8 Replies Latest reply on Jan 22, 2009 11:06 AM by Mark Little

    JTA/JTS thread disassociation semantics

    Jonathan Halliday Master

      With the local JTA impl, Transaction.[commit()|rollback()] don't do Thread disassociation, whilst TransactionManager.commit()|rollback()] do. Thus

      transactionmanager.begin();
      transactionmanager.getTransaction().rollback();
      transactionmanager.getStatus();

      results in STATUS_ROLLEDBACK. Which is all well and good.

      Now substitute the JTS implementation and run the same code again.

      Any guesses?

      yup, that right: STATUS_NO_TRANSACTION.

      This is compliant with the JTA spec, which mandates thread disassociation for the TransactionManager but says nothing about Transaction.

      On the other hand its got the potential to break things. Indeed it does break the JCA, which has transaction context checking on the connections which is insufficiently robust to cope with this.

      So, do we change the JTS or just document it and move on?

        • 2. Re: JTA/JTS thread disassociation semantics
          Jonathan Halliday Master

          OK, JBTM-474 seems to have helped somewhat. There is still an issue with some of the JCA tests[1] that use the following cleanup code:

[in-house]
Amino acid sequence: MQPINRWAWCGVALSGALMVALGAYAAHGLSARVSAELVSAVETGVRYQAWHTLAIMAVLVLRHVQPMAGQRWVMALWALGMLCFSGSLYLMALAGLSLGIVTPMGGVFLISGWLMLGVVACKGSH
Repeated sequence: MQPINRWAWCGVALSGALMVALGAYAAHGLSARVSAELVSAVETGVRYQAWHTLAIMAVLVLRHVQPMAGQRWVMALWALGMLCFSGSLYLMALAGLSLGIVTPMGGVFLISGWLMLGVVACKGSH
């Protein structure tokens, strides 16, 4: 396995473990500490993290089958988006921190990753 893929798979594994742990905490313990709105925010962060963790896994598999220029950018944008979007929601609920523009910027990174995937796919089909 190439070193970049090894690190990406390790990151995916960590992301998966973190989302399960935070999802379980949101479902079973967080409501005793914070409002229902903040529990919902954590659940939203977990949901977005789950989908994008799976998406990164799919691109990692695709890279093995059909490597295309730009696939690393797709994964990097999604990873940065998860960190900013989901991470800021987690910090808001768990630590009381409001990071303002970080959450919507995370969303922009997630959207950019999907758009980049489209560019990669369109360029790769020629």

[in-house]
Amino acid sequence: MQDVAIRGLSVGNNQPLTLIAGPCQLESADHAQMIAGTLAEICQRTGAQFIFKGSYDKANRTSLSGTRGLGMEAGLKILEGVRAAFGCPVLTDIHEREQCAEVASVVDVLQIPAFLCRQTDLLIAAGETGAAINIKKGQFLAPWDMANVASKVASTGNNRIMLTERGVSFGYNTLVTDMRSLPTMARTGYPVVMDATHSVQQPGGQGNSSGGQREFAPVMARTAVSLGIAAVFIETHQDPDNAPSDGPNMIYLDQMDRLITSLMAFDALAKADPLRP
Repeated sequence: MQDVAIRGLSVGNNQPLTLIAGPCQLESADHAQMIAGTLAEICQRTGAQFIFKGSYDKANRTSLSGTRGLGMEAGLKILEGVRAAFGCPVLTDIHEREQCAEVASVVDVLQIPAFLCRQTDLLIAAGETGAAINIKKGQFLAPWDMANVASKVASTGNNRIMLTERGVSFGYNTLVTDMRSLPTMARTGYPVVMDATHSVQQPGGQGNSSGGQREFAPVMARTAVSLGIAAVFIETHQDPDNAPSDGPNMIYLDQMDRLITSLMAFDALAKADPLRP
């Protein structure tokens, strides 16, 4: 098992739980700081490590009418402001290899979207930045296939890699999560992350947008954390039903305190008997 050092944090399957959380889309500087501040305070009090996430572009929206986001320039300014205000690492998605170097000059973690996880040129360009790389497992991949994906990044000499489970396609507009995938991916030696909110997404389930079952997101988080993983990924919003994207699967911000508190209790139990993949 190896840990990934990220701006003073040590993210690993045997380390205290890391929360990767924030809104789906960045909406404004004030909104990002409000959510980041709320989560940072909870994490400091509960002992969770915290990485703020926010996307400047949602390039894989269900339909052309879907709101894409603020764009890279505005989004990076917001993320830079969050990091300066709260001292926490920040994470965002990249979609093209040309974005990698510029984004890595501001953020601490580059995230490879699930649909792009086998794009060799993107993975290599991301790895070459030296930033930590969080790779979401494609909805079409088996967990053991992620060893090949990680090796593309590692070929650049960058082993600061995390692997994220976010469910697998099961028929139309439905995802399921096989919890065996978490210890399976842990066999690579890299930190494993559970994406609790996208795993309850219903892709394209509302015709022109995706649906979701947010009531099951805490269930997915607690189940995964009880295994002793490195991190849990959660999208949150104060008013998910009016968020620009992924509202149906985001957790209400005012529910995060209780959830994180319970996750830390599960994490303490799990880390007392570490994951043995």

if (!TxUtils.isCompleted(tm))
          {
          tm.rollback();
          fail("Tx was still active");
          }

          rollback is called, which is correct - it's needed to ensure thread disassociation. Note that the test is broken even for the JTA case, since there may be a complete tx associated to the thread and the rollback call is needed to disassociate it even if it's already rolled back. But in the JTS case since it can't determine the tx rolled back, rollback throws an exception rather than silently working as the JTA version does.

          The issue here is that a timedout JTS tx is removed at the point it times out so thereafter its status cannot be determined. For some use cases (where the client and server are collocated) we could cache the outcome at the point the tx is removed, allowing getStatus and rollback|commit to behave more similarly to the JTA version.

          But that won't work in distributed cases, since the tx is remote which means we either need it to hang around as long as a client has a handle on it (i.e. it's a distributed gc problem) or we need to notify all the clients of the outcome when it terminates (i.e. communication overhead). Neither of these appeal.

          Thus the JCA test is going to have to change anyhow to cope with the distributed case.

          It seems to me that what the test is really in interested in is: did the tx timeout as expected. It could either register a sync and use that to set a status flag, or rely on isActive() rather than !isCompleted. Either way it needs an exception handler around tm.rollback, since that call is going to throw an exception.

          [1] org.jboss.test.jca.test.TxConnectionManagerUnitTestCase
          methods testSynchronizationAfterCompletionTxTimeout